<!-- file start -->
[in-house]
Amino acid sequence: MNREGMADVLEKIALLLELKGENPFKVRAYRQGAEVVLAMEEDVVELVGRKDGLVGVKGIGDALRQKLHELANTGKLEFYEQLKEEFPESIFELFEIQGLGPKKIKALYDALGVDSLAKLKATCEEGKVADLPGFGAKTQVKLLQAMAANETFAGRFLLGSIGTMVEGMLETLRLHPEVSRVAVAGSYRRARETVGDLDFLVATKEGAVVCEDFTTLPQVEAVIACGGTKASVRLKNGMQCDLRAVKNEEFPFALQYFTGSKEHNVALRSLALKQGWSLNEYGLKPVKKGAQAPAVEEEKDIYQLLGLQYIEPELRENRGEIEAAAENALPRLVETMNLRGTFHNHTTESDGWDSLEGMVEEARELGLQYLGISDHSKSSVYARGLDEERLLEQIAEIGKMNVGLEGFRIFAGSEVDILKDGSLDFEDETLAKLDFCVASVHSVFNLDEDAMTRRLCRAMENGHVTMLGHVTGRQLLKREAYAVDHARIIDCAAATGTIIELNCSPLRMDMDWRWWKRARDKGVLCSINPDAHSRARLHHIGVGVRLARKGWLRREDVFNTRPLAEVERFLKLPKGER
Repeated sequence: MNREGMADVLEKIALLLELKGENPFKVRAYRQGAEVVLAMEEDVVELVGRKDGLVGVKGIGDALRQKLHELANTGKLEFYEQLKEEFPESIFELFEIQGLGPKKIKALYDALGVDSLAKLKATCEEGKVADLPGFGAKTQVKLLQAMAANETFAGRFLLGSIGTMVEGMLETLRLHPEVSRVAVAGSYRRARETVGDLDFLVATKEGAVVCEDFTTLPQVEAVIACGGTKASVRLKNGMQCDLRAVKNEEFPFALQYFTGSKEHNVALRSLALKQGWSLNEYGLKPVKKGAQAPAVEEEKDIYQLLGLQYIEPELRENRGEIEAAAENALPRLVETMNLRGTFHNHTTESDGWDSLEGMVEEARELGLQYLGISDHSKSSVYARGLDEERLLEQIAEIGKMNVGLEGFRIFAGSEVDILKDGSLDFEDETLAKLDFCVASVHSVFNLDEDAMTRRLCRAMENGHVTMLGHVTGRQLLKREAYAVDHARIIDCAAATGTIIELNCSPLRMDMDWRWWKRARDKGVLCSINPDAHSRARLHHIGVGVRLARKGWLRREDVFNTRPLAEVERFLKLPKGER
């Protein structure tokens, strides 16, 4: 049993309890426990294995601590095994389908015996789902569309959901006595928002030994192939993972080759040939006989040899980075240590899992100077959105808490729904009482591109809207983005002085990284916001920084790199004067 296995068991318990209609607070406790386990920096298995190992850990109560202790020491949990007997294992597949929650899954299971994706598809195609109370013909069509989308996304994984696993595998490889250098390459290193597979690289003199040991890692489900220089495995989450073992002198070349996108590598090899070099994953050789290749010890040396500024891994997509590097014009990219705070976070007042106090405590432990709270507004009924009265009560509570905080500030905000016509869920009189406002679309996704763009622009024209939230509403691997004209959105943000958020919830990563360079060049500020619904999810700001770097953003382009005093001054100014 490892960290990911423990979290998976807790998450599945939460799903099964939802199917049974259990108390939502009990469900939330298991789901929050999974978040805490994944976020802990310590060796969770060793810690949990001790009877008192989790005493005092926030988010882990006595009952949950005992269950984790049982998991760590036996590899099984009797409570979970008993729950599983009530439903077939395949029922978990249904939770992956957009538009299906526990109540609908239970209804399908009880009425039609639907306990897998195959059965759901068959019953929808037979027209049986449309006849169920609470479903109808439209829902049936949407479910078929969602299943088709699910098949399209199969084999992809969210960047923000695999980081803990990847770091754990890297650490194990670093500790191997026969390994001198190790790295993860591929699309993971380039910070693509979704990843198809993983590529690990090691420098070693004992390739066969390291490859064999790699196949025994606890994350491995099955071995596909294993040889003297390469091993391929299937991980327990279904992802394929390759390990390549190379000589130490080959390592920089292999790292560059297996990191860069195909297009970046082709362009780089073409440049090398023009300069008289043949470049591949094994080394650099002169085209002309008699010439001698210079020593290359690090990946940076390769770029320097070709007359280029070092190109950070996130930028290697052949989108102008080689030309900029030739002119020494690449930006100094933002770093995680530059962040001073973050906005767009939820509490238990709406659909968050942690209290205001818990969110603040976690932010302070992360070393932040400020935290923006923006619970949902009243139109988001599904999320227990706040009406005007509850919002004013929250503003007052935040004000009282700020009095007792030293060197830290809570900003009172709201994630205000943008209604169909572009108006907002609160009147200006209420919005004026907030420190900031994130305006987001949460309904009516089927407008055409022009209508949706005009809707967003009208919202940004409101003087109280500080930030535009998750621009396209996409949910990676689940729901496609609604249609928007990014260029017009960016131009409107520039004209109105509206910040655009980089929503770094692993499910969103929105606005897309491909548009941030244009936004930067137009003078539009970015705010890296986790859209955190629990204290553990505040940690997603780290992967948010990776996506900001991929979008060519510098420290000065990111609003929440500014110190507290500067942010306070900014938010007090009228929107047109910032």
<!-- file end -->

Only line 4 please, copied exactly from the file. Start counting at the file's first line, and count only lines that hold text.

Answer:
């Protein structure tokens, strides 16, 4: 049993309890426990294995601590095994389908015996789902569309959901006595928002030994192939993972080759040939006989040899980075240590899992100077959105808490729904009482591109809207983005002085990284916001920084790199004067 296995068991318990209609607070406790386990920096298995190992850990109560202790020491949990007997294992597949929650899954299971994706598809195609109370013909069509989308996304994984696993595998490889250098390459290193597979690289003199040991890692489900220089495995989450073992002198070349996108590598090899070099994953050789290749010890040396500024891994997509590097014009990219705070976070007042106090405590432990709270507004009924009265009560509570905080500030905000016509869920009189406002679309996704763009622009024209939230509403691997004209959105943000958020919830990563360079060049500020619904999810700001770097953003382009005093001054100014 490892960290990911423990979290998976807790998450599945939460799903099964939802199917049974259990108390939502009990469900939330298991789901929050999974978040805490994944976020802990310590060796969770060793810690949990001790009877008192989790005493005092926030988010882990006595009952949950005992269950984790049982998991760590036996590899099984009797409570979970008993729950599983009530439903077939395949029922978990249904939770992956957009538009299906526990109540609908239970209804399908009880009425039609639907306990897998195959059965759901068959019953929808037979027209049986449309006849169920609470479903109808439209829902049936949407479910078929969602299943088709699910098949399209199969084999992809969210960047923000695999980081803990990847770091754990890297650490194990670093500790191997026969390994001198190790790295993860591929699309993971380039910070693509979704990843198809993983590529690990090691420098070693004992390739066969390291490859064999790699196949025994606890994350491995099955071995596909294993040889003297390469091993391929299937991980327990279904992802394929390759390990390549190379000589130490080959390592920089292999790292560059297996990191860069195909297009970046082709362009780089073409440049090398023009300069008289043949470049591949094994080394650099002169085209002309008699010439001698210079020593290359690090990946940076390769770029320097070709007359280029070092190109950070996130930028290697052949989108102008080689030309900029030739002119020494690449930006100094933002770093995680530059962040001073973050906005767009939820509490238990709406659909968050942690209290205001818990969110603040976690932010302070992360070393932040400020935290923006923006619970949902009243139109988001599904999320227990706040009406005007509850919002004013929250503003007052935040004000009282700020009095007792030293060197830290809570900003009172709201994630205000943008209604169909572009108006907002609160009147200006209420919005004026907030420190900031994130305006987001949460309904009516089927407008055409022009209508949706005009809707967003009208919202940004409101003087109280500080930030535009998750621009396209996409949910990676689940729901496609609604249609928007990014260029017009960016131009409107520039004209109105509206910040655009980089929503770094692993499910969103929105606005897309491909548009941030244009936004930067137009003078539009970015705010890296986790859209955190629990204290553990505040940690997603780290992967948010990776996506900001991929979008060519510098420290000065990111609003929440500014110190507290500067942010306070900014938010007090009228929107047109910032």